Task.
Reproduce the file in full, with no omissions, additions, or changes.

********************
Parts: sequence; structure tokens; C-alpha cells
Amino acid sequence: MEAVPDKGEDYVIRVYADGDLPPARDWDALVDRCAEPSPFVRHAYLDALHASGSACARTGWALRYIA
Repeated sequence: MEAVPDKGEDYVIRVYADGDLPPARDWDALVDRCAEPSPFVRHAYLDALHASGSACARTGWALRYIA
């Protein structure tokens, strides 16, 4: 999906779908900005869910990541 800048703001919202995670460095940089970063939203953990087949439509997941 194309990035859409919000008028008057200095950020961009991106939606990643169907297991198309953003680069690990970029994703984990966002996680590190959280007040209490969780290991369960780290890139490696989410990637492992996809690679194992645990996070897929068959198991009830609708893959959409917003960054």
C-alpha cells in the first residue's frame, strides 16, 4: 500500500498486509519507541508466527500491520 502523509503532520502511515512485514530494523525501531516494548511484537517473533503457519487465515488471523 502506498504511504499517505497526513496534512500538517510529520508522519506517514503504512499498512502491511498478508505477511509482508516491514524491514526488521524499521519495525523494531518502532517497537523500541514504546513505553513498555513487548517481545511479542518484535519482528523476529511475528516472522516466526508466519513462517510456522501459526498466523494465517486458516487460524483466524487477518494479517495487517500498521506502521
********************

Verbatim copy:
Parts: sequence; structure tokens; C-alpha cells
Amino acid sequence: MEAVPDKGEDYVIRVYADGDLPPARDWDALVDRCAEPSPFVRHAYLDALHASGSACARTGWALRYIA
Repeated sequence: MEAVPDKGEDYVIRVYADGDLPPARDWDALVDRCAEPSPFVRHAYLDALHASGSACARTGWALRYIA
């Protein structure tokens, strides 16, 4: 999906779908900005869910990541 800048703001919202995670460095940089970063939203953990087949439509997941 194309990035859409919000008028008057200095950020961009991106939606990643169907297991198309953003680069690990970029994703984990966002996680590190959280007040209490969780290991369960780290890139490696989410990637492992996809690679194992645990996070897929068959198991009830609708893959959409917003960054």
C-alpha cells in the first residue's frame, strides 16, 4: 500500500498486509519507541508466527500491520 502523509503532520502511515512485514530494523525501531516494548511484537517473533503457519487465515488471523 502506498504511504499517505497526513496534512500538517510529520508522519506517514503504512499498512502491511498478508505477511509482508516491514524491514526488521524499521519495525523494531518502532517497537523500541514504546513505553513498555513487548517481545511479542518484535519482528523476529511475528516472522516466526508466519513462517510456522501459526498466523494465517486458516487460524483466524487477518494479517495487517500498521506502521